The UK research blog TLANG blog invited me to summarize my visit to the University of Leeds in December 2016 and I was happy to write about contemporary approaches to the study of school environments. TLANG is the title of a research project and stands for Translation and Translanguaging: Investigating Linguistic and Cultural Transformations in Superdiverse Wards in Four UK Cities. Team members summarized their main goals on the blog as follows:
We will look closely and over time at language practices in public and private settings in Birmingham, Cardiff, Leeds, and London. We will investigate how communication occurs (or fails) when people bring different histories and languages into contact. Outcomes will impact on policy on economic growth, migration, health and well-being, sport, cultural heritage, and law, by informing the work of policy-makers and public, private and third sector organisations. 
My impressions from the Leeds campus
In Leeds, I gave two invited presentations on schoolscape research and had very inspiring meetings with TLANG team members James Simpson, Mike Baynham, John Callaghan, Jolana Hanusova, Jessica Bradley and Emilee Moore De Luca. I enjoyed their company and received insightful feedback on my work which helped me a lot. I hope I can visit them again soon.

Here you can read my post:

Wednesday, 8 June 2016

8th Linguistic Landscapes International Workshop, Liverpool

I attended the 8th Linguistic Landscapes International Workshop from 27 to 29 April 2016 at the University of Liverpool. The workshop was organized around the keywords regeneration, revitalisation and re-territorialisation. The event included more than forty presentations so I decided not to report on all of them. Rather I focus on issues that seem to be the most relevant to my own research: agency in the linguistic landscape and methodological developments in linguistic landscape studies. In brief, I am interested in what, who and how contributes to the creation and interpretation of linguistic landscapes in various societal settings, including research encounters and academic discussions.

Liverpool's Albert Dock as seen from the Ferris wheel

Wednesday, 25 May 2016

Exploratory Workshop for Participatory Visual Methods

I was among the organizers and presenters of the first Exploratory Workshop for Participatory Visual Methods at our university. The full-day workshop was held on 13 May 2016 as a cooperation of researchers from the Department of Arts and Culture Studies, the Centre for Applied Language Studies and the Department of Languages. Six papers, three exhibitions and 77 registered participants were included in discussions of societally engaged scholarly work. By the end of the day, the significance of the relationship between researchers and participants was underlined. That is, visual methods do not only explore stories about the people investigated, but also reflect on the researcher's position.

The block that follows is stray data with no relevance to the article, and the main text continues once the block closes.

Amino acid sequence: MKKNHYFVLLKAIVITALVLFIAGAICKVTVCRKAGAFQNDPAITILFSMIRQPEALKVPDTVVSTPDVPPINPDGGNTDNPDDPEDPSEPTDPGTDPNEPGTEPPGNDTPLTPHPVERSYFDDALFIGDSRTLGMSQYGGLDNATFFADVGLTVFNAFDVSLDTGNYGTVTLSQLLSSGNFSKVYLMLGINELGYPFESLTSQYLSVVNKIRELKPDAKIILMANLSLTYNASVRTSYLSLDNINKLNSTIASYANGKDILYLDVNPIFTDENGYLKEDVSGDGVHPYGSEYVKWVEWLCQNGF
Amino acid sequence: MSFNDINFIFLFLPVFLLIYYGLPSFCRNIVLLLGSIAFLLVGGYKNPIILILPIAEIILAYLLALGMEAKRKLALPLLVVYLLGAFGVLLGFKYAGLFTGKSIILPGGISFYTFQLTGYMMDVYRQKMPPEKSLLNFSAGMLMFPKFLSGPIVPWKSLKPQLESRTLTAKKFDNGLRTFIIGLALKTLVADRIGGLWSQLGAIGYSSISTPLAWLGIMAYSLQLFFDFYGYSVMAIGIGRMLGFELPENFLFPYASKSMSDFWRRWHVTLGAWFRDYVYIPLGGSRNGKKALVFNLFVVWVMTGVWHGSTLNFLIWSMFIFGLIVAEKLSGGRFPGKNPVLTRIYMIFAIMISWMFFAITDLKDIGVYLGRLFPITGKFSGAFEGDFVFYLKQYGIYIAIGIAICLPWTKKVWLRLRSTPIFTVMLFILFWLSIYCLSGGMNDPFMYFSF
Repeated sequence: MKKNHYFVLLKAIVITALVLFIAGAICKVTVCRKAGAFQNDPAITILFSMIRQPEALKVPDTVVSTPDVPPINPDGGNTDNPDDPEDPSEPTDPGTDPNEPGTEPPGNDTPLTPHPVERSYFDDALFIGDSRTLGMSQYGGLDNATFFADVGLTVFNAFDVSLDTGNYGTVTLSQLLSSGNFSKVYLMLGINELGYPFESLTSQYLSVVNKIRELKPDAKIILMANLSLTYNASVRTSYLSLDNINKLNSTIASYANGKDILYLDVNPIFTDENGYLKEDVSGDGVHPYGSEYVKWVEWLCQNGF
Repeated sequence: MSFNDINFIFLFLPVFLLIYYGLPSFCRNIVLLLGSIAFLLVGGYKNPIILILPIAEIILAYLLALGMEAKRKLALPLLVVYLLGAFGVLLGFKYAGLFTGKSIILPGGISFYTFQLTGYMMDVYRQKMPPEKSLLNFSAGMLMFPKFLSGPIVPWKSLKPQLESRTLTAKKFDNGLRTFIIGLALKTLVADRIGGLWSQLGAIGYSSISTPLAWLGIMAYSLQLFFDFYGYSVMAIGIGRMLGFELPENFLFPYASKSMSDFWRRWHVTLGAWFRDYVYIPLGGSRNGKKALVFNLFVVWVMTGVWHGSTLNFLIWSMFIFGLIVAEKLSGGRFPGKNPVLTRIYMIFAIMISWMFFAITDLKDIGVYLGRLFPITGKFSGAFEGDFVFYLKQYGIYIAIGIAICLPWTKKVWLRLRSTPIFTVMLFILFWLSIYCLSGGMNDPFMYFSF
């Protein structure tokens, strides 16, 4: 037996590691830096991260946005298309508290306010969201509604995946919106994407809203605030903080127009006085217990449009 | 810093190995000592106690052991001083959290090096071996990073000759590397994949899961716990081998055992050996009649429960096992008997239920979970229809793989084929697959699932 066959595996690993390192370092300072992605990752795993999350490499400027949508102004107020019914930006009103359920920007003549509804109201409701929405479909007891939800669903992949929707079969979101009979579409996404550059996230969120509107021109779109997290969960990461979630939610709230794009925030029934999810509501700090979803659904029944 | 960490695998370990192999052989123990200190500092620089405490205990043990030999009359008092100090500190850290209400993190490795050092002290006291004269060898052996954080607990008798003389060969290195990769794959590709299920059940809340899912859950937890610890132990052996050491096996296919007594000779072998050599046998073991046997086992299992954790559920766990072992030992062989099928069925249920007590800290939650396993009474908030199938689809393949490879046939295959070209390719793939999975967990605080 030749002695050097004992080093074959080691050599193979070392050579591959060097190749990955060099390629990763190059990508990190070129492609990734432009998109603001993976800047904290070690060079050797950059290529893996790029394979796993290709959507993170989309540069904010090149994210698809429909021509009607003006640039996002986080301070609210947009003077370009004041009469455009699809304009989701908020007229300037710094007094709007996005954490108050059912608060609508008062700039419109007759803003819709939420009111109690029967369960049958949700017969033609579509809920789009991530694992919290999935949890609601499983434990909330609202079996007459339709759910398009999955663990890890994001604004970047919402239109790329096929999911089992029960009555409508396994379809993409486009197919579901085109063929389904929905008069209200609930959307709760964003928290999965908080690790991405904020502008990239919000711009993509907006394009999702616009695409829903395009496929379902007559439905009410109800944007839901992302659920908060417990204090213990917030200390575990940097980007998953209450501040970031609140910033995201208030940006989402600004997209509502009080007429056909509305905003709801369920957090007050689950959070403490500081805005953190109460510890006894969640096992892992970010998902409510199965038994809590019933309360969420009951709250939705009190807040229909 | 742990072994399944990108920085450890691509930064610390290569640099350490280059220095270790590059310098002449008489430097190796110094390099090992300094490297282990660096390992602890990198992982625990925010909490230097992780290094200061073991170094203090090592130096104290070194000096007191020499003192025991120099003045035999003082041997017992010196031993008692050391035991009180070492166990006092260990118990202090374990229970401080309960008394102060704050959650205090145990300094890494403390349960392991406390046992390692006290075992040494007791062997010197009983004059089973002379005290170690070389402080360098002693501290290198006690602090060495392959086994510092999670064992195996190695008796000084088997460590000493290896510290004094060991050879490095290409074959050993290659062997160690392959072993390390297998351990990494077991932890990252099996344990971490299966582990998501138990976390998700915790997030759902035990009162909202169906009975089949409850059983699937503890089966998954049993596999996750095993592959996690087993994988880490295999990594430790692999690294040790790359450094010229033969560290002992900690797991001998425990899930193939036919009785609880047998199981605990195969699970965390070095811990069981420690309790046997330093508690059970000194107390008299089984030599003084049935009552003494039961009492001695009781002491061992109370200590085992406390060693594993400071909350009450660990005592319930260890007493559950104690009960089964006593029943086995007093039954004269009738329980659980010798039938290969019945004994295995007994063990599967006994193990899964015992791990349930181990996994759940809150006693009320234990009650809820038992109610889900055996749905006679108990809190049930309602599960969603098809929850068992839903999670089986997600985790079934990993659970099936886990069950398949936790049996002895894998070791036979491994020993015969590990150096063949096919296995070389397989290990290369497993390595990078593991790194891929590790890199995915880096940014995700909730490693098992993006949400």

An attractive poster invited the attendees to the venue

Wednesday, 11 May 2016

My article on university language policies

I wrote an article about my lived experiences with some tensions between de iure and de facto language policies at my university from an international staff member point of view. I often experience that international researchers with limited proficiency in Finnish are excluded from discussions at meetings and various other events. I summarized my goals with the article as follows:
Managing a huge multilingual workplace such a university is [...] challenging. However, negotiating language policies and implementing them in a flexible way would make the barriers between the 'Finns' and the 'international staff' less visible and would create a working environment that is much more comfortable for everyone included in our academic community. I hope that sharing my experience invites others to tell theirs so that we can initiate or extend such negotiations.

Thursday, 24 March 2016

Concluding 'Finding own words': a dissemination seminar

My Marie Curie Intra-European Fellowship project has arrived to its closing phase. Now it is time to summarize the results and the most important lessons learnt from planning and implementation. With my colleagues, we organized a seminar on 23 March to share our experiences with the project. The event was part of the seminar series From researcher to researcher organized by our university's Research and Innovation Services.

I open the seminar

Wednesday, 16 March 2016

My trilingual post on Kone Foundation's Boldness blog

I happily accepted the invitation of Kone Foundation's Boldness blog to write about my work on the management of linguistic diversity, with a special regard to my position as a researcher in a minority position. The text was published today in English, Hungarian and Finnish.